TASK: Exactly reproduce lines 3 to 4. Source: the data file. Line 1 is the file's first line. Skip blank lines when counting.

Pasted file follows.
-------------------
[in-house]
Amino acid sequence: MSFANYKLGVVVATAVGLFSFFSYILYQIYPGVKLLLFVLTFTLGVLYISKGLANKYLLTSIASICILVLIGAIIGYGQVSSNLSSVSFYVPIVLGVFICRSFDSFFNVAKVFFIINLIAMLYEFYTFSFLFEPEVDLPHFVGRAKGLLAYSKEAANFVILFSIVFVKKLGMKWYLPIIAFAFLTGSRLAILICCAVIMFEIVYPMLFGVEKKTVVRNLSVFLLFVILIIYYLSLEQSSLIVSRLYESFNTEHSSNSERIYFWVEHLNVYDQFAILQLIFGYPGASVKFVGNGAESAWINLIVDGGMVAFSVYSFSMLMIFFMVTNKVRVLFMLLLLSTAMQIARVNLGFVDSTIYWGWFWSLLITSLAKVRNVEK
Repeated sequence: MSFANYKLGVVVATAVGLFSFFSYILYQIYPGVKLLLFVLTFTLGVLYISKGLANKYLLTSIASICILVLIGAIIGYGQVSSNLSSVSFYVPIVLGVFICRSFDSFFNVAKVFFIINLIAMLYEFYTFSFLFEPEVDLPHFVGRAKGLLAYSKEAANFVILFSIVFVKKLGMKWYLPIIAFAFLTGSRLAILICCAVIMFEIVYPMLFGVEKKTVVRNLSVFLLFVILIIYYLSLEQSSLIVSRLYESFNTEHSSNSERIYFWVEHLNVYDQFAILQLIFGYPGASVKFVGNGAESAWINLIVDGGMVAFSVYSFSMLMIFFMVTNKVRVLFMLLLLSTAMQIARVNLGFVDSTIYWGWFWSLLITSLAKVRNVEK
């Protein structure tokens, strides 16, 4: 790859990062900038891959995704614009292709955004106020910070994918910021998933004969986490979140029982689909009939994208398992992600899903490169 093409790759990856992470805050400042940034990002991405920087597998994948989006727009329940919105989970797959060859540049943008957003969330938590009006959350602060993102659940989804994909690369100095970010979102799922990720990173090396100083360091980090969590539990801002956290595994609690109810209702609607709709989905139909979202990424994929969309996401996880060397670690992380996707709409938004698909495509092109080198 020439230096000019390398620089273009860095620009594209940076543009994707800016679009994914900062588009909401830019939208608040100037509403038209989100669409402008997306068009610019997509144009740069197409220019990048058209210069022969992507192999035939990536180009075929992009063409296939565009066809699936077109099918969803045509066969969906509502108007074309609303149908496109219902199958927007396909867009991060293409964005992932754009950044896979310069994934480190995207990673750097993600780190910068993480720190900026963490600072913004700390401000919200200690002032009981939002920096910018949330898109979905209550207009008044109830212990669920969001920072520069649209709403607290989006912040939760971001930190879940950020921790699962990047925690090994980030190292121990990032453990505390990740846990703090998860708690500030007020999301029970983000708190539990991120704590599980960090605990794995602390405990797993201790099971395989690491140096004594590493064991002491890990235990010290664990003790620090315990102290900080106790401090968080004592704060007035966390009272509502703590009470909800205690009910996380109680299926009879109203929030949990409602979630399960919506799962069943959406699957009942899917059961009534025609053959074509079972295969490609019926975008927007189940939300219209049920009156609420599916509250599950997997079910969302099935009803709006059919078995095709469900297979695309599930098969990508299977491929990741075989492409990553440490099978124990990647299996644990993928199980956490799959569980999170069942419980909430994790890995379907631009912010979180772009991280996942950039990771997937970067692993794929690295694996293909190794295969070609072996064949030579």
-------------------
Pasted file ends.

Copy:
Repeated sequence: MSFANYKLGVVVATAVGLFSFFSYILYQIYPGVKLLLFVLTFTLGVLYISKGLANKYLLTSIASICILVLIGAIIGYGQVSSNLSSVSFYVPIVLGVFICRSFDSFFNVAKVFFIINLIAMLYEFYTFSFLFEPEVDLPHFVGRAKGLLAYSKEAANFVILFSIVFVKKLGMKWYLPIIAFAFLTGSRLAILICCAVIMFEIVYPMLFGVEKKTVVRNLSVFLLFVILIIYYLSLEQSSLIVSRLYESFNTEHSSNSERIYFWVEHLNVYDQFAILQLIFGYPGASVKFVGNGAESAWINLIVDGGMVAFSVYSFSMLMIFFMVTNKVRVLFMLLLLSTAMQIARVNLGFVDSTIYWGWFWSLLITSLAKVRNVEK
């Protein structure tokens, strides 16, 4: 790859990062900038891959995704614009292709955004106020910070994918910021998933004969986490979140029982689909009939994208398992992600899903490169 093409790759990856992470805050400042940034990002991405920087597998994948989006727009329940919105989970797959060859540049943008957003969330938590009006959350602060993102659940989804994909690369100095970010979102799922990720990173090396100083360091980090969590539990801002956290595994609690109810209702609607709709989905139909979202990424994929969309996401996880060397670690992380996707709409938004698909495509092109080198 020439230096000019390398620089273009860095620009594209940076543009994707800016679009994914900062588009909401830019939208608040100037509403038209989100669409402008997306068009610019997509144009740069197409220019990048058209210069022969992507192999035939990536180009075929992009063409296939565009066809699936077109099918969803045509066969969906509502108007074309609303149908496109219902199958927007396909867009991060293409964005992932754009950044896979310069994934480190995207990673750097993600780190910068993480720190900026963490600072913004700390401000919200200690002032009981939002920096910018949330898109979905209550207009008044109830212990669920969001920072520069649209709403607290989006912040939760971001930190879940950020921790699962990047925690090994980030190292121990990032453990505390990740846990703090998860708690500030007020999301029970983000708190539990991120704590599980960090605990794995602390405990797993201790099971395989690491140096004594590493064991002491890990235990010290664990003790620090315990102290900080106790401090968080004592704060007035966390009272509502703590009470909800205690009910996380109680299926009879109203929030949990409602979630399960919506799962069943959406699957009942899917059961009534025609053959074509079972295969490609019926975008927007189940939300219209049920009156609420599916509250599950997997079910969302099935009803709006059919078995095709469900297979695309599930098969990508299977491929990741075989492409990553440490099978124990990647299996644990993928199980956490799959569980999170069942419980909430994790890995379907631009912010979180772009991280996942950039990771997937970067692993794929690295694996293909190794295969070609072996064949030579």